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Quite effective, superb spotting. The aforementioned car chase is completely quiet. It has a nicely vibrant yet collective main titles sequence that I'd compare to Source Code, and some more atmospheric brooding underscore ala Howard Shore. It feels like a film/score from another era, and I think that was precisely the point. The plot is pretty much one in a million from old school noirs, and the bad guy motive is more or less explained with "We do this because this is what we do" but McQuarrie's writing and direction is so strong that it doesn't even matter. Cruise gives a fun performance, one that was witty and made me chuckle unlike his usual blockbuster fare like Knight & Day where he seems like he's just being Tom Cruise. The film opens with "A Tom Cruise production" ... "Tom Cruise..." but don't let the ego get to you ;)

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Just got back...the film was very enjoyable. Cruise plays an arrogant asshole, and that's part of the fun. I had a ton of fun. However as much as I enjoyed the film, I can't help but wonder if this type of thing is contributing to some of society's problems...in the wake of the Newtown shooting, the glorification of violence in the media (and more specifically, of shootings) has become suspect, and I can't help but wonder if movies like Jack Reacher play a part in that.

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Cruise is "fun" as Reacher? So if this is supposed to be as "hard boiled" as they say, does that mean he's fun in an ironic sense? Like he's unintentionally funny, but he gets away with it because it's a novelty to see him hamming it up?

Ooo my gf would HATE this!

Apparently women take this strictly alpha male Reacher fella, really, really seriously. Tom Cruise being fun doesn't sound respectful of their fantasy!

I must admit I have come to know a few women fans of this series and every single one of them is "boycotting" the move, lol. It'll be mildly interesting to see who wins, in the end.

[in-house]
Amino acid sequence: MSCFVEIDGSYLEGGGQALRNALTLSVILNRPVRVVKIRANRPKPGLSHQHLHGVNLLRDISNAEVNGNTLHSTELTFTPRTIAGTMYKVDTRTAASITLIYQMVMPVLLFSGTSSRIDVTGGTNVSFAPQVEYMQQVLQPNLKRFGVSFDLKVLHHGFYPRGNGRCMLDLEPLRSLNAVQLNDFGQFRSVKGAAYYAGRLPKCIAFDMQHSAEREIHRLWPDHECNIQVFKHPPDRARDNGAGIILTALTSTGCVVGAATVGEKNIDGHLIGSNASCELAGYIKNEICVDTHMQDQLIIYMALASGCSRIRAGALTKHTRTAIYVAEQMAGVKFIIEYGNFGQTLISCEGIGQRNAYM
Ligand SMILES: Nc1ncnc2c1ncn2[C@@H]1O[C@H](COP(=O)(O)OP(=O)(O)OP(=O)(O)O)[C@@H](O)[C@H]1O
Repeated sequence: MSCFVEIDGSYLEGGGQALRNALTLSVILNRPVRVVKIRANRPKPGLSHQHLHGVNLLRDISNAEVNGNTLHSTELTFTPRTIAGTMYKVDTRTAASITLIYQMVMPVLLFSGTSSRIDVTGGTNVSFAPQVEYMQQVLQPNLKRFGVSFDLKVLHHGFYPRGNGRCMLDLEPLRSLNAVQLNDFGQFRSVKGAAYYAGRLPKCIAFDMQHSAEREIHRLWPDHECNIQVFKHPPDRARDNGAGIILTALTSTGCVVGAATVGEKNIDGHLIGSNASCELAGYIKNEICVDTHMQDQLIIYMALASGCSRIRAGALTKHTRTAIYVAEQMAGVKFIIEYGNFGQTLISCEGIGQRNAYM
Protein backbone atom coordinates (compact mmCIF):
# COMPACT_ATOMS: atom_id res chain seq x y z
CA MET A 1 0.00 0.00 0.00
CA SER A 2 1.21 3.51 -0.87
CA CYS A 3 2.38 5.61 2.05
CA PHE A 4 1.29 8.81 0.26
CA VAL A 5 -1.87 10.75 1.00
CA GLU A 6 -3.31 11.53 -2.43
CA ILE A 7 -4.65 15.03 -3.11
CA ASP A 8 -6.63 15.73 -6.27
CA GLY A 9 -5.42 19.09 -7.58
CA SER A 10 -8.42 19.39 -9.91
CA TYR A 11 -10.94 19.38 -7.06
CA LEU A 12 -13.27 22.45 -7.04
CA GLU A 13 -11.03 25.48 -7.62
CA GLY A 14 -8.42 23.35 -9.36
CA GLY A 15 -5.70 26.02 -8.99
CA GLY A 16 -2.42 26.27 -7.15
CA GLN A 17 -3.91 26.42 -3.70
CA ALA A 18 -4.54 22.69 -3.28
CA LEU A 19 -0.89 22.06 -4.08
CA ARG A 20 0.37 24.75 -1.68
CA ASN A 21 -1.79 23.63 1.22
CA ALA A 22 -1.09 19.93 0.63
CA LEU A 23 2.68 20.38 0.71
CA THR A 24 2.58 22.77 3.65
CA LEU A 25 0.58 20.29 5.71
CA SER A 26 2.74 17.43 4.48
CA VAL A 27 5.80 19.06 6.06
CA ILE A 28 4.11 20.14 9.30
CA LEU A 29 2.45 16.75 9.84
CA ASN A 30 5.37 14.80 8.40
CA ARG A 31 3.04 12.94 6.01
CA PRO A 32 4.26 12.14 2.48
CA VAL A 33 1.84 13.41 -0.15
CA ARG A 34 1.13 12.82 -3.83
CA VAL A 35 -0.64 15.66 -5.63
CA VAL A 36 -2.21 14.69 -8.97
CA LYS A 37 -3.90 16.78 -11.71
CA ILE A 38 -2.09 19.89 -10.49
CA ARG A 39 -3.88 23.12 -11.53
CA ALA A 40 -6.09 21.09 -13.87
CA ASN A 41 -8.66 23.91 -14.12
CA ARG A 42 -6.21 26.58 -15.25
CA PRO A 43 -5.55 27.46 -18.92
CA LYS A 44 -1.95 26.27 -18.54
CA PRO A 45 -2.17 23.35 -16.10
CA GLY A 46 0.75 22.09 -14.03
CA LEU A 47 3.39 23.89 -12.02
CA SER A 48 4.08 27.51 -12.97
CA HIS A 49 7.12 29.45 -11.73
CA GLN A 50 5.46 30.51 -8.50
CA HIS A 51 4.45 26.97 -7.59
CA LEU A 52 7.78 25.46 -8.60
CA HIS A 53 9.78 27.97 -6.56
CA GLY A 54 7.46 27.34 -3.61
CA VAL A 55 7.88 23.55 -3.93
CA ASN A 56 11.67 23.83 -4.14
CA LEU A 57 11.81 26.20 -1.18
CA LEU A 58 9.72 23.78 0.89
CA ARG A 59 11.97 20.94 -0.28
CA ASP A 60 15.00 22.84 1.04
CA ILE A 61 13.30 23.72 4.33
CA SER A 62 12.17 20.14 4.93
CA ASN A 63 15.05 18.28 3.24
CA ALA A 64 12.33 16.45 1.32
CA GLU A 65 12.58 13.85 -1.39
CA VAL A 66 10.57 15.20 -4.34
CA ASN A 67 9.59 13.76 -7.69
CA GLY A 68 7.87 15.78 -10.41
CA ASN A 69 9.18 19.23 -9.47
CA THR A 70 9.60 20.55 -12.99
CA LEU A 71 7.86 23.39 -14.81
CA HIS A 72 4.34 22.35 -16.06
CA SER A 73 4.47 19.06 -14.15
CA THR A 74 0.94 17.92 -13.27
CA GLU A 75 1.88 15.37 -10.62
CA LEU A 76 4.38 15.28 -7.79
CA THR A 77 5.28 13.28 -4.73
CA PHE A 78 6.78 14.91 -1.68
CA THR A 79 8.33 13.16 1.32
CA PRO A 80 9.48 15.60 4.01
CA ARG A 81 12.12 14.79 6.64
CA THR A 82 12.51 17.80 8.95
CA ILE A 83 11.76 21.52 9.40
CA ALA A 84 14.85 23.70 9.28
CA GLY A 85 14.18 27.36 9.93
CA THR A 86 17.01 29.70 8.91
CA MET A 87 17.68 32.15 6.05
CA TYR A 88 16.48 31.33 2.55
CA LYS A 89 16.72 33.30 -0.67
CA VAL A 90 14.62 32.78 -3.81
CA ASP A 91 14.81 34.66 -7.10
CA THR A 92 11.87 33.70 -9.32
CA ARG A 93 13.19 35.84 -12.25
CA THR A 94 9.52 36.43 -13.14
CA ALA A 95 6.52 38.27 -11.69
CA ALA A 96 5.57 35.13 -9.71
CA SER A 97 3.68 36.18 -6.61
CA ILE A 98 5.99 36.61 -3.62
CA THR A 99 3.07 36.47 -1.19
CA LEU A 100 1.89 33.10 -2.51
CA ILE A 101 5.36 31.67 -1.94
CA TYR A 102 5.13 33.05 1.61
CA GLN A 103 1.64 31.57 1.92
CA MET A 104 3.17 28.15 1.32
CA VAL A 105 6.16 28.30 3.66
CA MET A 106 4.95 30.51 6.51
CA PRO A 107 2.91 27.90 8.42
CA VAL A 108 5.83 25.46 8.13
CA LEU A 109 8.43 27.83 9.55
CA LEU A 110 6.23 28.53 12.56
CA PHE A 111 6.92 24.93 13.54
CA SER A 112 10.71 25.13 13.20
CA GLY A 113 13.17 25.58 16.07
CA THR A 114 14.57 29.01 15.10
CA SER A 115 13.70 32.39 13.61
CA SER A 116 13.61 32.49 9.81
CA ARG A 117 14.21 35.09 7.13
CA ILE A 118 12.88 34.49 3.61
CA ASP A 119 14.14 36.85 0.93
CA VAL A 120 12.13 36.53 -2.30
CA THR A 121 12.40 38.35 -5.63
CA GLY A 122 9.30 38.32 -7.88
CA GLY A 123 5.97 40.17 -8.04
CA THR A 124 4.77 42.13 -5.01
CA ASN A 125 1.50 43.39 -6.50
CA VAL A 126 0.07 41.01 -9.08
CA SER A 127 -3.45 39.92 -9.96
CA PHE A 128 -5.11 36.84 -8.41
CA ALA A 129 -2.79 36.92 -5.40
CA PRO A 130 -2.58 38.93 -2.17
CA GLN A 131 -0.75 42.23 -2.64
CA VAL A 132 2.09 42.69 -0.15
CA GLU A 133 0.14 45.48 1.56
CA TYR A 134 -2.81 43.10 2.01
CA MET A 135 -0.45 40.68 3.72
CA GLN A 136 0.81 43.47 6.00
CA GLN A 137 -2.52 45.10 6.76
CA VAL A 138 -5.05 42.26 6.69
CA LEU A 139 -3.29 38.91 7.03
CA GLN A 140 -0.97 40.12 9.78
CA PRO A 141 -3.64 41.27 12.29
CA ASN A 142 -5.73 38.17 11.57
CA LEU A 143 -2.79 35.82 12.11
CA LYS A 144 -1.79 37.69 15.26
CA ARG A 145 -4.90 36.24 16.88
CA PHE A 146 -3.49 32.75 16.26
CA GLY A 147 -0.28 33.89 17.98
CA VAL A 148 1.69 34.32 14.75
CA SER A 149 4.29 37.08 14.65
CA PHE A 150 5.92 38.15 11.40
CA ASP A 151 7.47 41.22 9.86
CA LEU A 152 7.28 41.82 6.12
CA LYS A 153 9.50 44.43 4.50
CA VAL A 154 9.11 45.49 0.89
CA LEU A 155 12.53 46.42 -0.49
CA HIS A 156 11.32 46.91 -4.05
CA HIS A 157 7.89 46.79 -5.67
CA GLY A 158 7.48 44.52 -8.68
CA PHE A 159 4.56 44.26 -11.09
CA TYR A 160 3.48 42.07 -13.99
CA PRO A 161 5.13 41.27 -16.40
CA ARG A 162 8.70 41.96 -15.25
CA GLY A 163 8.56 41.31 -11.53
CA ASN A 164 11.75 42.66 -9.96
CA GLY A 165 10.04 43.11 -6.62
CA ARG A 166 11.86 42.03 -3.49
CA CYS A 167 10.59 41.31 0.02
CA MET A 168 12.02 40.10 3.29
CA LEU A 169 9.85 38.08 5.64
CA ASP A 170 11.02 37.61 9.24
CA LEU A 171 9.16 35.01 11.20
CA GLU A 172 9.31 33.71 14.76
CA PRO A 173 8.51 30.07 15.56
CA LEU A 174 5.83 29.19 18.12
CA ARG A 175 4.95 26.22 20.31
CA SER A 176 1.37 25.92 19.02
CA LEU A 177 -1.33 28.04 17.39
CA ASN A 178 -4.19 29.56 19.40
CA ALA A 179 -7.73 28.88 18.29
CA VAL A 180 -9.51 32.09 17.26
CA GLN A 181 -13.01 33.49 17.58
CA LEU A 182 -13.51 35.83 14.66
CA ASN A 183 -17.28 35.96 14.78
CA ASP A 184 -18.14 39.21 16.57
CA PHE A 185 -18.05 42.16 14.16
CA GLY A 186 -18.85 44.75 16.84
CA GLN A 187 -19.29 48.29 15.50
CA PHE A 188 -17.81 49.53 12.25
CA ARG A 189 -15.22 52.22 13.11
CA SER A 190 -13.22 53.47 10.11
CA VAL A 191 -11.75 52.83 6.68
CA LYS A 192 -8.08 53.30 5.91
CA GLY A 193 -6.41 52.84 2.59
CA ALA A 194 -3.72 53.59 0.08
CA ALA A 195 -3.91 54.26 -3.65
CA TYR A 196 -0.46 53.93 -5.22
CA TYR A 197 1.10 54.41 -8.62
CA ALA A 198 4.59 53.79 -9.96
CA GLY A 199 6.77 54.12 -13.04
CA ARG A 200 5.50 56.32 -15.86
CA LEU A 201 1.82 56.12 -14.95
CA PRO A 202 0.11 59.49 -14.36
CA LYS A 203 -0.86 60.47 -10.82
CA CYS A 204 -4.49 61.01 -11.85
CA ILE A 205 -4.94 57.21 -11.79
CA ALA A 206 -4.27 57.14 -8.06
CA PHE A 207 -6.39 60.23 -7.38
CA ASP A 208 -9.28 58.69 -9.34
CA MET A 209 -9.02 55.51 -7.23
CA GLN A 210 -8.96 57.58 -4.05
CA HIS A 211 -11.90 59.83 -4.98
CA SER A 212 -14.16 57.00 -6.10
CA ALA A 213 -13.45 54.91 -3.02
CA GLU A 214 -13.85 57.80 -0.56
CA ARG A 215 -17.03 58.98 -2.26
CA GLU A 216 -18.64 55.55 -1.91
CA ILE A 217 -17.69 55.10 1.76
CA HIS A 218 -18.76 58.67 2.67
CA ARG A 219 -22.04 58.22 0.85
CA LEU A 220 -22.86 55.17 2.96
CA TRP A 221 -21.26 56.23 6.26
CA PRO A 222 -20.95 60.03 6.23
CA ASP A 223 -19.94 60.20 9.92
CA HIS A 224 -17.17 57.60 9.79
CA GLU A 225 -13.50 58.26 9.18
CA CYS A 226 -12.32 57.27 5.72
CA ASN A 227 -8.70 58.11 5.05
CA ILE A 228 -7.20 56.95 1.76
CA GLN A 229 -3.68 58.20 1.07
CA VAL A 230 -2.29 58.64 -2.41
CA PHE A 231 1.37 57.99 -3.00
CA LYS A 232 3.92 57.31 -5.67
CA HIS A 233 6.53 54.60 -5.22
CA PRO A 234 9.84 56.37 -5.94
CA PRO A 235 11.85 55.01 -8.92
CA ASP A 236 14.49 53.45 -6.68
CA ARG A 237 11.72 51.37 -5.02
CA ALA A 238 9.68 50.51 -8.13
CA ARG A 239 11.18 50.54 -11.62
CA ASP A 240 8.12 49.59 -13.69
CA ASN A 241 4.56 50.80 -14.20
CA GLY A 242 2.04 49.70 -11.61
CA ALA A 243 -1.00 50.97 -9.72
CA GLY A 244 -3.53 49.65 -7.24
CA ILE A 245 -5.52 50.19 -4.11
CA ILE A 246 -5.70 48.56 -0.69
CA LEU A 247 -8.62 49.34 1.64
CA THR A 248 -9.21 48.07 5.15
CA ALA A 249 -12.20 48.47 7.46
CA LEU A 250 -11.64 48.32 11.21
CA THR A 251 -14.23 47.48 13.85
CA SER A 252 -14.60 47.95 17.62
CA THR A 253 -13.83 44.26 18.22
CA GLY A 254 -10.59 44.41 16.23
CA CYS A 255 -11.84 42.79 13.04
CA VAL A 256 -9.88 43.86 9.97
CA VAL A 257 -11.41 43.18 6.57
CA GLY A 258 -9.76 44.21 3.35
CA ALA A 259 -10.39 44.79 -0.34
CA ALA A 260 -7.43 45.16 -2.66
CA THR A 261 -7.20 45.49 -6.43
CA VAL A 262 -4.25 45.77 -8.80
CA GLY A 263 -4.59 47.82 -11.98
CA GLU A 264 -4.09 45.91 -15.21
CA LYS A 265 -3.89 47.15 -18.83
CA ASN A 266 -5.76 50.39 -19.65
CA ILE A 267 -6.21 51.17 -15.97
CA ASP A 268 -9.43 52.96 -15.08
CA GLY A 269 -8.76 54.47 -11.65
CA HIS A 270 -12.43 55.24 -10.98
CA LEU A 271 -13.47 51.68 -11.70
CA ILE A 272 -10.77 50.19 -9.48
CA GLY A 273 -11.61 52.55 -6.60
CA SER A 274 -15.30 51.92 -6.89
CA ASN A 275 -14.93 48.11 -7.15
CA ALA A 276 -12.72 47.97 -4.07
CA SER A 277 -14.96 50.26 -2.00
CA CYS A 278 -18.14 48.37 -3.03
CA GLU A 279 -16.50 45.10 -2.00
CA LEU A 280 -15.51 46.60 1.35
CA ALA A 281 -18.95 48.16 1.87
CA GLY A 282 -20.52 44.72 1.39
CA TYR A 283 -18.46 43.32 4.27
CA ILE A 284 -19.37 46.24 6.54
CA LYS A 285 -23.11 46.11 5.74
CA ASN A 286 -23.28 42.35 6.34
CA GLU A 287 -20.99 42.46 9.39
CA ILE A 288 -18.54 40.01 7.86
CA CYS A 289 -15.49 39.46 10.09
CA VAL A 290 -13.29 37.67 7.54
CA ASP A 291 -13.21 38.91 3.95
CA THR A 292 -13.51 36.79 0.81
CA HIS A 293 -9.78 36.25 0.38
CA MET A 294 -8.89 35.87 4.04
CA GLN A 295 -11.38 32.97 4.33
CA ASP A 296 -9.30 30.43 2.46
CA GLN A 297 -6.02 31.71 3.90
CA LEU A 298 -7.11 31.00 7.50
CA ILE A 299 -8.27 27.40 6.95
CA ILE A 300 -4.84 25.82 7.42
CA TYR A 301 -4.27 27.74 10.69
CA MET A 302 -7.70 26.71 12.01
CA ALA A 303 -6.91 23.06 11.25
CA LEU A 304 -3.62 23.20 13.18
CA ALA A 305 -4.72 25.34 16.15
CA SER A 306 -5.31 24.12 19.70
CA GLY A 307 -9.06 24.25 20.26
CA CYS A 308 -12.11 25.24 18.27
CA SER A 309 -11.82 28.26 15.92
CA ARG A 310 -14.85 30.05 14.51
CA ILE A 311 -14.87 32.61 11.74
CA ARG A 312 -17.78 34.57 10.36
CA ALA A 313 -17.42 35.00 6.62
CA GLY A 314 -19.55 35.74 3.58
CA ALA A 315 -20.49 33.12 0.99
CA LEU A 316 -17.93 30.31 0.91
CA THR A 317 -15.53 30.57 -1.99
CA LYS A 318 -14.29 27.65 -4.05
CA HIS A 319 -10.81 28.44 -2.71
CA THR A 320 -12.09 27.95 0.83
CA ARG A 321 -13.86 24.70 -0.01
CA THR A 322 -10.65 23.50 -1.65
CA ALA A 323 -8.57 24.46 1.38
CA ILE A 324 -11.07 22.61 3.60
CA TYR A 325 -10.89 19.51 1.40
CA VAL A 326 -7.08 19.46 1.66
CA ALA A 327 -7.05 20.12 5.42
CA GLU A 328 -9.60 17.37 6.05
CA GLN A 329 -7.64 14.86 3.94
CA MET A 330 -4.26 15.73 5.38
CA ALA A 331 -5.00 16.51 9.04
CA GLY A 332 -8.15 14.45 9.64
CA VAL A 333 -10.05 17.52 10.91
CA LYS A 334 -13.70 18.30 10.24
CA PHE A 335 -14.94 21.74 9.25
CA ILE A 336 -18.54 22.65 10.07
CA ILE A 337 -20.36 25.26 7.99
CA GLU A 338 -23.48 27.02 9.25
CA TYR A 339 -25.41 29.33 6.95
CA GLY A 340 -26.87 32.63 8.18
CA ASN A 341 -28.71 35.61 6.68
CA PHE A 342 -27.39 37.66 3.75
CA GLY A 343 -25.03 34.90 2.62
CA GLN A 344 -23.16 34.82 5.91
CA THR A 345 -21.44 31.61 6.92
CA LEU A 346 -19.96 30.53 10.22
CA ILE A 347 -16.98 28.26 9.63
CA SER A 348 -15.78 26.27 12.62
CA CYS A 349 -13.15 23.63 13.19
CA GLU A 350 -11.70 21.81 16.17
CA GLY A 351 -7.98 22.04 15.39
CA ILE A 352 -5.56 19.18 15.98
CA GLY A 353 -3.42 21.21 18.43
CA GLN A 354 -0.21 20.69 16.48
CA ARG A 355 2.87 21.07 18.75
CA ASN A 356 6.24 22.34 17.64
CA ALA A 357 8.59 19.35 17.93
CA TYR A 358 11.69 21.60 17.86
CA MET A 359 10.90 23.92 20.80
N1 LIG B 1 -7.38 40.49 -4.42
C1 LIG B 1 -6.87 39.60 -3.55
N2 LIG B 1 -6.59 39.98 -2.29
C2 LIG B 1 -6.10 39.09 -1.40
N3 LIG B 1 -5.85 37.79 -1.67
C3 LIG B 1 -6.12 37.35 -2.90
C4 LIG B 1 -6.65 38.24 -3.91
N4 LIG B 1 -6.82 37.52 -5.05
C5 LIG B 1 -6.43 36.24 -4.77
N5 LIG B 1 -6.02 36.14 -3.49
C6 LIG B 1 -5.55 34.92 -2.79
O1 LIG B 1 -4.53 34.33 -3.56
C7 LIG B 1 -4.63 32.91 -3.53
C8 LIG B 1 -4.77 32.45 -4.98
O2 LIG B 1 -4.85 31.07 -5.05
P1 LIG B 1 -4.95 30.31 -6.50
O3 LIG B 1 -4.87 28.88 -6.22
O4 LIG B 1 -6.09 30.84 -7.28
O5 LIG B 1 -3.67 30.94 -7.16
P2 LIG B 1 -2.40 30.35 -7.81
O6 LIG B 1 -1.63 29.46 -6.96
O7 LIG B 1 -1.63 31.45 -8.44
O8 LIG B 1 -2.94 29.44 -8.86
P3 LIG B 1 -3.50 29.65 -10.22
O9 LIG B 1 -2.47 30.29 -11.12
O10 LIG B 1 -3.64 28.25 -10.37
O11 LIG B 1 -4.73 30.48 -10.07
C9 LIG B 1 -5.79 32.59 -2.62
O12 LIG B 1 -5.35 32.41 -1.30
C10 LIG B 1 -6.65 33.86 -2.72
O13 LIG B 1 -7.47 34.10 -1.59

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Cruise is "fun" as Reacher? So if this is supposed to be as "hard boiled" as they say, does that mean he's fun in an ironic sense? Like he's unintentionally funny, but he gets away with it because it's a novelty to see him hamming it up?

Ooo my gf would HATE this!

Apparently women take this strictly alpha male Reacher fella, really, really seriously. Tom Cruise being fun doesn't sound respectful of their fantasy!

I must admit I have come to know a few women fans of this series and every single one of them is "boycotting" the move, lol. It'll be mildly interesting to see who wins, in the end.

They go through such lengths to make him into a macho badass that it comes across as an incredibly cheesy portrayal of Reacher. Which is exactly what the filmmakers intended, I'm sure.

Best line:

- random girl trying to seduce Reacher: I'm Sandy.

- Reacher: So was I...at a beach in Florida last month.

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I think the thing I liked best about Cruise as Reacher is the sort of world-weary POV he brings to the character, which seems to be right in line with the books (which I haven't read). So when Cruise's Reacher ends up in a street fight, he's almost disappointed that it's come to this, "Remember, you wanted this..." he says, and then he takes 5 guys out, as LA WEEKLY says, "convincingly". Reacher isn't having fun, as opposed to, say, Ethan Hunt. Cruise the actor IS having fun playing Reacher though, you can tell. Even his very last scene, he's very much the reluctant hero, which I enjoyed seeing.

It's the sort of part Newman or Eastwood would have played when they were 50 and would have been lauded for, but Cruise at 50 gets slammed for...who knows, maybe in 10 years it'll be looked on a turning point in his career.

As for the score, it definitely seems like they were going for the 70's in terms of spotting and execution, even if it did have some modern sounds in it (synthy waterphone-type sound, techno-y bass drum). Reminded me of David Shire and Howard Shore when I listened to it on it's own...